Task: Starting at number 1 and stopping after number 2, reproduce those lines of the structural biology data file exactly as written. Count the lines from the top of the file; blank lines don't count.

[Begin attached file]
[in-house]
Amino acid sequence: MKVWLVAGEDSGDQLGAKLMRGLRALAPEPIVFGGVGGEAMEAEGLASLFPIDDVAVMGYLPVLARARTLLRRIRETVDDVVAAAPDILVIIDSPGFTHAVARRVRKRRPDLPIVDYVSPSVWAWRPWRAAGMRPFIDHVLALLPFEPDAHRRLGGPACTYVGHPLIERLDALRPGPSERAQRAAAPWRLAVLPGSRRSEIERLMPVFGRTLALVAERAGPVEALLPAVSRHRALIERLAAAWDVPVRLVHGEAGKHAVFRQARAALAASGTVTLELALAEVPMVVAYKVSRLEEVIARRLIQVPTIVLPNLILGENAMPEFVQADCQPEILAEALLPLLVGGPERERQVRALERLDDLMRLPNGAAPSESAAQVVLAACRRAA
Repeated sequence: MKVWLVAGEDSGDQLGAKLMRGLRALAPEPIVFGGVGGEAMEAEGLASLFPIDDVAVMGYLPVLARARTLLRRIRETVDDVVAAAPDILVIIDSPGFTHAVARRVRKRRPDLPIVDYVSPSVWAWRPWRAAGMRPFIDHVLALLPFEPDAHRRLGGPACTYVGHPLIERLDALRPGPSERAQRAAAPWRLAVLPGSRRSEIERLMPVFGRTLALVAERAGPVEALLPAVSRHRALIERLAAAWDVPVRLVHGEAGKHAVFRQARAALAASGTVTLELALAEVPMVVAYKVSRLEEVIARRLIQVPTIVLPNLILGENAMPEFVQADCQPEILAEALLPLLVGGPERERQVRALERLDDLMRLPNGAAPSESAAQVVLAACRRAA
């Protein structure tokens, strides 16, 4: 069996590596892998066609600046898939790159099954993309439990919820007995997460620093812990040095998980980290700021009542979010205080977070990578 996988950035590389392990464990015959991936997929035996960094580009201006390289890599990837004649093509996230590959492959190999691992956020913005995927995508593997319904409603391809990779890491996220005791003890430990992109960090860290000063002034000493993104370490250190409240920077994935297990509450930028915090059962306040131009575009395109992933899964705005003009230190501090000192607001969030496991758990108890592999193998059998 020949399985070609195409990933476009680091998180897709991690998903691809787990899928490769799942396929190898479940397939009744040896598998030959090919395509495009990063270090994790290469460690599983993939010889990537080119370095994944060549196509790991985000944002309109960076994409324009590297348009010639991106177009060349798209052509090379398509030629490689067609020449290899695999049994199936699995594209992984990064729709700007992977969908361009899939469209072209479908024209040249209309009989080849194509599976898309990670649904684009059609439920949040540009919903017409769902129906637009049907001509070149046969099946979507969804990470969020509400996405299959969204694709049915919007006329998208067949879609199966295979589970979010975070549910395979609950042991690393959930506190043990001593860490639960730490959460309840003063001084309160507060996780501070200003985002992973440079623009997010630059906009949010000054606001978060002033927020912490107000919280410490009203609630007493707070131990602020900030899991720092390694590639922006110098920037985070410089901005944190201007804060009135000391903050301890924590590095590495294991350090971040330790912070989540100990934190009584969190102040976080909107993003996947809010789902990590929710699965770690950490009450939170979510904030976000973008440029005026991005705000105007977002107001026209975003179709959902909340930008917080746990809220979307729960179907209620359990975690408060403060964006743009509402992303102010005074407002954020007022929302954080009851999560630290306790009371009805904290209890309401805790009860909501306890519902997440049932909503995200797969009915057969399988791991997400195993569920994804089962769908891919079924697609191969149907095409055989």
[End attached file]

[in-house]
Amino acid sequence: MKVWLVAGEDSGDQLGAKLMRGLRALAPEPIVFGGVGGEAMEAEGLASLFPIDDVAVMGYLPVLARARTLLRRIRETVDDVVAAAPDILVIIDSPGFTHAVARRVRKRRPDLPIVDYVSPSVWAWRPWRAAGMRPFIDHVLALLPFEPDAHRRLGGPACTYVGHPLIERLDALRPGPSERAQRAAAPWRLAVLPGSRRSEIERLMPVFGRTLALVAERAGPVEALLPAVSRHRALIERLAAAWDVPVRLVHGEAGKHAVFRQARAALAASGTVTLELALAEVPMVVAYKVSRLEEVIARRLIQVPTIVLPNLILGENAMPEFVQADCQPEILAEALLPLLVGGPERERQVRALERLDDLMRLPNGAAPSESAAQVVLAACRRAA